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National Issue: State of Indian Agriculture

State of agriculture in India has been a concern for the policy makers. Specifically, the agriculture sector needs a great attention from the Indian state. Analyse the state of Indian agriculture given in this article and explore the areas where the government can improve its productivity. The topic is very important in terms of IAS Exam.

Apr 19, 2017 13:15 IST
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Status of Indian Agriculture

India is primarily an agriculture-based economy and its largest population are dependent on the agricultural activity. The agricultural sector in India is a means of living and earning for more than half of the total workforce while it contributes only 17.5% to the GDP (at current prices in 2015-16) of the country.

Despite various schemes and intensive plans of the Government, the state of agriculture in Indian has remained same. There is hardly a significant change can be found in the agriculture sector in India after independence. During the 1960s, Green Revolution was an intensive plan to increase crop yields, but its reach was limited to only some of the crops and states of the country. Here, in this article, we will analyse the state of

Insights into Indian Agriculture

State of Agriculture of India

  • Agricultural productivity in India depends on the series of factors such as the quality and availability of major agricultural inputs like land, water, seeds and fertilisers, sufficient access to agricultural credit and crop insurance, assurance of remunerative prices for agricultural produce and storage and marketing infrastructure, among others.
  • The agriculture in India employs more than half of the total workforce (around 53%) of the country which is 243 million persons in the absolute term during 2009-10.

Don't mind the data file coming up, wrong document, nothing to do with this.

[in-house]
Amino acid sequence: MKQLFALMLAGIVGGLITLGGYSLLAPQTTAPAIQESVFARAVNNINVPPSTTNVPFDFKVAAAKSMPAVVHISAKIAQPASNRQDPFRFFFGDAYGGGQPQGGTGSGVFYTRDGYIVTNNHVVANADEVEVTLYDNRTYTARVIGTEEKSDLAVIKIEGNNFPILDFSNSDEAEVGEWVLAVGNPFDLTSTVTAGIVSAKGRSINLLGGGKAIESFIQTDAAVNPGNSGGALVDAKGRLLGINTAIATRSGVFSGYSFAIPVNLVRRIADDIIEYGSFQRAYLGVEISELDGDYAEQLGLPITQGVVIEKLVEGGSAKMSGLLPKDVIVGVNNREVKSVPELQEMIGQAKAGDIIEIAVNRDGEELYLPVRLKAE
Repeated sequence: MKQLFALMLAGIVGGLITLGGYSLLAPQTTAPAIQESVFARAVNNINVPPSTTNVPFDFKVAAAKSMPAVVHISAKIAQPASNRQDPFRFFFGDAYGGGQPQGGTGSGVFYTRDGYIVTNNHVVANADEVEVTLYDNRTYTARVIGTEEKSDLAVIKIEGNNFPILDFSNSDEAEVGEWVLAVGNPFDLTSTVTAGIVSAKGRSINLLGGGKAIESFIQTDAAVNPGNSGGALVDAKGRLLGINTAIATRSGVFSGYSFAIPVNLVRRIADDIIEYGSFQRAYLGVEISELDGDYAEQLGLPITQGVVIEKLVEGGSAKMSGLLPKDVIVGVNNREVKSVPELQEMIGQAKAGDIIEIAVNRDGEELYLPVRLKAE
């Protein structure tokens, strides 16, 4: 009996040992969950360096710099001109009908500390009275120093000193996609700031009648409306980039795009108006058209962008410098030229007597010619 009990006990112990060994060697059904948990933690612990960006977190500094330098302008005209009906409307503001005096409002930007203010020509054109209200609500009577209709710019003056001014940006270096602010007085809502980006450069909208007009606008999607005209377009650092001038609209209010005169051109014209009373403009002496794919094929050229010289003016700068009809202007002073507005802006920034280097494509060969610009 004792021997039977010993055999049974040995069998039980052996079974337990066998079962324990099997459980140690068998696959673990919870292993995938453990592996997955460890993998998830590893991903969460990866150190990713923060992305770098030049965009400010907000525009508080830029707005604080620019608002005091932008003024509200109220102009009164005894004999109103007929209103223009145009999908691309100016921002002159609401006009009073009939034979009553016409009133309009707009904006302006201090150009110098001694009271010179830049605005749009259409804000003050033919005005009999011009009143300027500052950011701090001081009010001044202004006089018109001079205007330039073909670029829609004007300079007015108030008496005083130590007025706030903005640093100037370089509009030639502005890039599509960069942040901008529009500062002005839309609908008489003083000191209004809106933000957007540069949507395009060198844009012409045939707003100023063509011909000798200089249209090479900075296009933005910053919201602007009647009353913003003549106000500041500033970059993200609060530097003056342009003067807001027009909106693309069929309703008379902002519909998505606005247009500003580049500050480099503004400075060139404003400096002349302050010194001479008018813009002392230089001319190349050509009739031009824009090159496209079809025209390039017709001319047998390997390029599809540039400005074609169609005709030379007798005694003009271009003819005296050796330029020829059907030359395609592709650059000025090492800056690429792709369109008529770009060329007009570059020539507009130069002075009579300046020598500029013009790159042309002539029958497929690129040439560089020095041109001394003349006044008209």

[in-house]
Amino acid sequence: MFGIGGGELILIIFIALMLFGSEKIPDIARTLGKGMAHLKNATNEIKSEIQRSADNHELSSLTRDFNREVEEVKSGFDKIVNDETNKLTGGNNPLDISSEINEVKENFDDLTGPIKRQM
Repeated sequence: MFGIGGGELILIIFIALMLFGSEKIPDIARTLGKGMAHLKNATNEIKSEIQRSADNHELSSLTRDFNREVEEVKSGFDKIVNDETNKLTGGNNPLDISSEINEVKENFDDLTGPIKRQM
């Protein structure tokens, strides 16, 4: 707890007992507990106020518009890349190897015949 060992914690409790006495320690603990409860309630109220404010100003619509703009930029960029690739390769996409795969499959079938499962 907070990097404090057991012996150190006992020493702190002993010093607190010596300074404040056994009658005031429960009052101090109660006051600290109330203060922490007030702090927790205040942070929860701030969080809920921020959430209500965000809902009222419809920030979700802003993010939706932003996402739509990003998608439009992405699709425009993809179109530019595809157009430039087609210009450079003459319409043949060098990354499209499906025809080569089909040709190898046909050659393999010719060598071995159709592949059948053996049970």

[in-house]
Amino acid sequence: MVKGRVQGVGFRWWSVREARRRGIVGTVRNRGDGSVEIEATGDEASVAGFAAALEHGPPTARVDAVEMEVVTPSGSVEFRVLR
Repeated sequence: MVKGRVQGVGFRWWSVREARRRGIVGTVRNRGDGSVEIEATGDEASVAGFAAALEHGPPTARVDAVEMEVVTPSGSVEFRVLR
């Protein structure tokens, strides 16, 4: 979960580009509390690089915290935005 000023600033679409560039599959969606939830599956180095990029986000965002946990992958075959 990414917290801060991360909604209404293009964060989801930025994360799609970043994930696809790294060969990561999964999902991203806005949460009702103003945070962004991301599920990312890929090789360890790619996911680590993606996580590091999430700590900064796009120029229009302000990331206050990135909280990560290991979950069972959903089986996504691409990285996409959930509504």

• The total population of 243 million persons dependent on agriculture for its livelihood comprises of landowners, tenant farmers who cultivate a piece of land, and agricultural labourers who are employed on these farms.
  • Over the last one decade, the agricultural output has been impulsive with the annual growth ranging from 8.6% in 2010-11, to -0.2% in 2014-15 and 0.8% in 2015-16 which can be seen in the graph given below.

SWOT Analysis of the Indian Economy


Indian Agriculture Production

  • The contribution of agriculture sector to the GDP of the country was 54% in 1950-51 which is decreased to 15.4% in 2015-16 and the contribution of agriculture sector has decreased while at the same time the contribution of sectors such as manufacturing and services sector has increased over the years (see the graph below).

Contribution of Agriculture in Indian Economy

National Health Policy 2017 Highlights

Agricultural production and yield

  • In 1950-51, the total food grain production was 51 million tonnes, which is now 252 million tonnes in 2015-16 while as per the second advance estimate by the Ministry of Agriculture it is expected to register 272 million tonnes of production in 2016-17.

Agriculture Production in India